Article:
We want our pupils to understand that it is history that binds us together as a distinctive community from a widely globalised culture. The history curriculum will provide children with a coherent knowledge and understanding of Britain’s past and that of the wider world.

Each term, the children carry out an in-depth study of a significant time period in history. During these sequences of lessons, our aim is for the children to be curious and inquisitive about the past through asking perceptive questions and thinking critically. We shall develop their ability to scrutinise evidence and decide which version of events are credible. We hope they will be inspired by the amazing citizens, cultures and societies who have helped shape and advance our nation and the wider world; and to also learn from the mistakes and injustices that have occurred throughout time. By the end of the children’s historical journey, we believe that they shall have an understanding of their own identify and a sense of belonging which only history can provide.

We aim to ensure that all pupils:

  • Know and understand the history of these islands as a coherent, chronological narrative, from the earliest times to the present day: how people’s lives have shaped this nation and how Britain has influenced and been influenced by the wider world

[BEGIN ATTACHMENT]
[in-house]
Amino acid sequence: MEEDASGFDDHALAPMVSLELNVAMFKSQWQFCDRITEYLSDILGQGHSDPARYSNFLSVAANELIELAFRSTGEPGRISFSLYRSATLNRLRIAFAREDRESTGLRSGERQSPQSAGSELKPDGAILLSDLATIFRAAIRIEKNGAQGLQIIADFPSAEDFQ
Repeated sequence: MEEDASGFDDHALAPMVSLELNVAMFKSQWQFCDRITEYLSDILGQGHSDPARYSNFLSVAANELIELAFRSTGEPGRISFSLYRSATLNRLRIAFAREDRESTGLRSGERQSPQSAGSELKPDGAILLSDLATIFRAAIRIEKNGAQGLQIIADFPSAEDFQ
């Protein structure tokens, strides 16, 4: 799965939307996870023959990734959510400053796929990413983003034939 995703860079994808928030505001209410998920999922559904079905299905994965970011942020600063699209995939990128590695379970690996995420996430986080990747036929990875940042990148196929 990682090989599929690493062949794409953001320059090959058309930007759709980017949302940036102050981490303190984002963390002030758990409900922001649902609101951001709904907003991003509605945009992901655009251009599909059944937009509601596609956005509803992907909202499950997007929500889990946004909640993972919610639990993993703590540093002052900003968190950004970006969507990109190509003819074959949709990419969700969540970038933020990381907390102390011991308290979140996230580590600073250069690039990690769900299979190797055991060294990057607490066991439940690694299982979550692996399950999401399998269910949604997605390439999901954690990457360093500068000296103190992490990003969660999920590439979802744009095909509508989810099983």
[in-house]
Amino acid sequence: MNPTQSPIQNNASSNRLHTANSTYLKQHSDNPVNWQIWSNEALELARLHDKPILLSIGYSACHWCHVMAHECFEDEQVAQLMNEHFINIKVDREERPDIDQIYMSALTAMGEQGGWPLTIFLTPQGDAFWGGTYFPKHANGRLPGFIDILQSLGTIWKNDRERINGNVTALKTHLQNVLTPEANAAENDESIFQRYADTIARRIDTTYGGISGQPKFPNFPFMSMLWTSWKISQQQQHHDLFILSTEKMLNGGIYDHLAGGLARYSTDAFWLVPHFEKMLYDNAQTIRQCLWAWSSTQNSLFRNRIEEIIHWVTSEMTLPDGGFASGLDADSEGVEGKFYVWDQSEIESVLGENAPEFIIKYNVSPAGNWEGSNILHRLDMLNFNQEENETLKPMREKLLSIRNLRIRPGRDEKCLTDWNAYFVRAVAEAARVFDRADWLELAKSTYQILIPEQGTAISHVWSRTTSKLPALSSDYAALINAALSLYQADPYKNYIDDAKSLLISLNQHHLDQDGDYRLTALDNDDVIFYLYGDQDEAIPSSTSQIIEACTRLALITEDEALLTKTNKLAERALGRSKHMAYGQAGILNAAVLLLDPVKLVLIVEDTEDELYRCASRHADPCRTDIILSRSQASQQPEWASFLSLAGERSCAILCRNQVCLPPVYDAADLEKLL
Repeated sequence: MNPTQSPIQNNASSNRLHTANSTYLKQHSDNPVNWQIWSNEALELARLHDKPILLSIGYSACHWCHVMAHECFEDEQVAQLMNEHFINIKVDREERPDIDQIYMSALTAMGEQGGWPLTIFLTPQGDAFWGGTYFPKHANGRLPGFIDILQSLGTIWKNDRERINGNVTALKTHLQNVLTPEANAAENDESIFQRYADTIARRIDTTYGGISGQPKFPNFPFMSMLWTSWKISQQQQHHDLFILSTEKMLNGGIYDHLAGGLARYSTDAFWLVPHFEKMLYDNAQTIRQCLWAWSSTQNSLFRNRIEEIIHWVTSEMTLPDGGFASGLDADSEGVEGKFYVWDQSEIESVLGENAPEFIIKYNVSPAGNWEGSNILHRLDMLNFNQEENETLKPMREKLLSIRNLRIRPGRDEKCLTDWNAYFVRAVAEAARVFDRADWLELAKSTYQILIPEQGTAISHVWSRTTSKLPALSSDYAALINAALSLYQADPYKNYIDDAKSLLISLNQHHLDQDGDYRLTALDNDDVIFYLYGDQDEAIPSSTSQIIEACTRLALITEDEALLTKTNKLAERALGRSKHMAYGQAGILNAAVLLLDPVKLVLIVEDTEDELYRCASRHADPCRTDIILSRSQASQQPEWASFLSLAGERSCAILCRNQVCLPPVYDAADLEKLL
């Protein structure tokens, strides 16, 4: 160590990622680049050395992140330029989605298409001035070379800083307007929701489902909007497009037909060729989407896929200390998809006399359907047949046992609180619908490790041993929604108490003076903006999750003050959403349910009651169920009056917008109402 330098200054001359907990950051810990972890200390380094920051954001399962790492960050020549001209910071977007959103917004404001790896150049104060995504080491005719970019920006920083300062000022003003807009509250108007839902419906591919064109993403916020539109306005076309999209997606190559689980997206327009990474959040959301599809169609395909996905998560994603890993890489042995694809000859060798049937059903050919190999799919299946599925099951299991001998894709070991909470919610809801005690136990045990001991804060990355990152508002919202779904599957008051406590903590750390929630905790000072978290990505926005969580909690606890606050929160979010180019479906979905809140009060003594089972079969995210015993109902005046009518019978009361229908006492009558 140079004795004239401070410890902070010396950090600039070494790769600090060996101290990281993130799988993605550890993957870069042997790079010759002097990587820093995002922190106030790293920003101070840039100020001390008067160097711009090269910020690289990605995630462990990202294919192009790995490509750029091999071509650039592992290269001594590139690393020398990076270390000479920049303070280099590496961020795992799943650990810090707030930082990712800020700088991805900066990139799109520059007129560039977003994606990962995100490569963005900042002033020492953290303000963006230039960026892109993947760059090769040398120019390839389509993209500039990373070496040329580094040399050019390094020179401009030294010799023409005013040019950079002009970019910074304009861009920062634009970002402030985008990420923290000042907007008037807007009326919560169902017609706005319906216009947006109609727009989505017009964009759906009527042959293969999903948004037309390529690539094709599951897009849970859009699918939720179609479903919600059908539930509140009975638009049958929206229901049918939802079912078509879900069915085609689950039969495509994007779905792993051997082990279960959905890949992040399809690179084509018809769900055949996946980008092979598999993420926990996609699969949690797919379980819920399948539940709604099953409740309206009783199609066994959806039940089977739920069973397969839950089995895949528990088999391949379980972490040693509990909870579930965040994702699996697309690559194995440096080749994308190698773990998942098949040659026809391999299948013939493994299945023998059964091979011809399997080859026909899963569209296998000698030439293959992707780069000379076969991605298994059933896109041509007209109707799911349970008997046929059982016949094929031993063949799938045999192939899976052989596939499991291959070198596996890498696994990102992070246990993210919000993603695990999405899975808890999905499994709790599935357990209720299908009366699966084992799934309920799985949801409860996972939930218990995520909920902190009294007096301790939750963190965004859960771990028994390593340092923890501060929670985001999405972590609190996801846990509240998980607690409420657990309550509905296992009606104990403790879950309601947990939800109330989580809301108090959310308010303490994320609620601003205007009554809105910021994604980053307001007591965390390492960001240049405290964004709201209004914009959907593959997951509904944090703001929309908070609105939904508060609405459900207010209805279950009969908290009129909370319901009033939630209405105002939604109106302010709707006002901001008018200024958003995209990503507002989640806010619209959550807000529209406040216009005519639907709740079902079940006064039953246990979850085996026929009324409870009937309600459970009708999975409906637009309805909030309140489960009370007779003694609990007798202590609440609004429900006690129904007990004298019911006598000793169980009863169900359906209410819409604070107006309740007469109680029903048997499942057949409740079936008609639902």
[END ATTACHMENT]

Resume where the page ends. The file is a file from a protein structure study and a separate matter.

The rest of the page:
• Know and understand significant aspects of the history of the wider world: the nature of ancient civilisations; the expansion and dissolution of empires; characteristic features of past non-European societies; achievements and follies of mankind

  • Gain and deploy a historically grounded understanding of abstract terms such as ‘empire’, ‘civilisation’, ‘parliament’ and ‘peasantry’

  • Understand historical concepts such as continuity and change, cause and consequence, similarity, difference and significance, and use them to make connections, draw contrasts, analyse trends, frame historically-valid questions and create their own structured accounts, including written narratives and analyses

  • Understand the methods of historical enquiry, including how evidence is used rigorously to make historical claims, and discern how and why contrasting arguments and interpretations of the past have been constructed

  • Gain historical perspective by placing their growing knowledge into different contexts, understanding the connections between local, regional, national and international history; between cultural, economic, military, political, religious and social history; and between short- and long-term timescales.